GRE and IPsec tunnels

Discussion in 'Cisco' started by Trouble, May 10, 2006.

  1. Trouble

    Trouble Guest

    What is GRE??? Is GRE and IPsec the same, how do they work together.

    Any information will be appreciated
    Trouble, May 10, 2006
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  2. GRE (Generic Routing Encapsulation) is a protocol which allows you to carry
    different protocols (IP, IPX, DEC net, etc.) over IP. This is done by
    encapulating the entire packet in an IP packet for transmission over an IP
    network, and then removing the encapsulation at the other end.

    IPSec is a protocol that's designed to protect individual TCP/IP packets
    traveling across a network by using public key encryption.

    By combining the 2 protocols you can encapsulate traffic in GRE tunnel and
    then encrypt these packets for transmission over an insecure medium such as
    the internet. To the networks at each end of the tunnel the connection
    between the 2 looks like a point-to-point connection.

    Making a cup of coffee is like making love to a beautiful woman. It's got to
    be hot. You've got to take your time. You've got to stir... gently and
    firmly. You've got to grind your beans until they squeak. And then you put
    in the milk.
    - Swiss Tony
    Buzz Lightbeer, May 10, 2006
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  3. Trouble

    Merv Guest

    What is GRE??? Is GRE and IPsec the same, how do they work together.

    Are they the same - NO

    GRE is a tunneling protocol that was originally developed by Cisco, and
    it can do a few more things than IP-in-IP tunneling. For example, you
    can also transport multicast traffic and IPv6 through a GRE tunnel.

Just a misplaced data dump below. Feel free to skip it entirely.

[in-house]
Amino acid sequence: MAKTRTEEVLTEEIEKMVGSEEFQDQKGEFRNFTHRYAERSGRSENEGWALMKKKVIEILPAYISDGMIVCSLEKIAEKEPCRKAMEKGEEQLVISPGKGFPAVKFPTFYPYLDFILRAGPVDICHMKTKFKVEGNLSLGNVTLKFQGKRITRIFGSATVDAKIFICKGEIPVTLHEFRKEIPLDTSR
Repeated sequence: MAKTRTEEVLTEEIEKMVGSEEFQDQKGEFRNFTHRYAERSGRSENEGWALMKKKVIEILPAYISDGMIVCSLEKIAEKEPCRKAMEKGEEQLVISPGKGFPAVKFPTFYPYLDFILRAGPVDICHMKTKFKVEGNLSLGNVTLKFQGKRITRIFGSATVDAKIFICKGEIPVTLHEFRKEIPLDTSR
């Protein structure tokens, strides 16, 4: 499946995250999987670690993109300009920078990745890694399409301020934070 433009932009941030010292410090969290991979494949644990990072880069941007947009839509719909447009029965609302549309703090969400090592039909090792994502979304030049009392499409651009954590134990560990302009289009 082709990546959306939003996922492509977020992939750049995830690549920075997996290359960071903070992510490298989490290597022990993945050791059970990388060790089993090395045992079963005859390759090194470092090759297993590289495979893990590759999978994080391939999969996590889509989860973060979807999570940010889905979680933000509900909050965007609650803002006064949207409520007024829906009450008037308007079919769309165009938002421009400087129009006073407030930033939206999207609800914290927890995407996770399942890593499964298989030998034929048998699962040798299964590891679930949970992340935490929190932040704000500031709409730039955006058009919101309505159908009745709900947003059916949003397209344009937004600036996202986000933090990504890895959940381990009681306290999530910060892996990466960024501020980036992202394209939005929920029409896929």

see RFC 2784 for technical details.

    The GRE protocol does not encypted traffic carried over a tunnel.

    IPSEC is encrypted IP

    How to they work together - one good example is how to cary routing
    protocols like EIGRP or OSPF over an ISEC VPN tunnel. IPSEC only
    support unicast traffic and EIGRP and OSPF use multicast destintion IP

    So GRE is used with IPSEC to accomplish this feat - see Cisco doc
    Merv, May 10, 2006
  4. Trouble


    Mar 23, 2006
    Likes Received:
    [COLOR=#008000] documentation/atX900/275/pdf/gre.pdf 
    From the quote above I can see there are two type of encapsulation happens to the origin packet :

    A- GRE packet
    B- Dekivery packet.

    As we know that the terminology "payload" is for data portion within a packet, not for the whole packet ......Am I right ?

    How does it come that he says: "in general case , a network layer packet called the payload packet" ?

    Yes it makes sense if he says that : "The original packet is the payload for the final packet".
    as has been sated here:
    zillah, May 12, 2006
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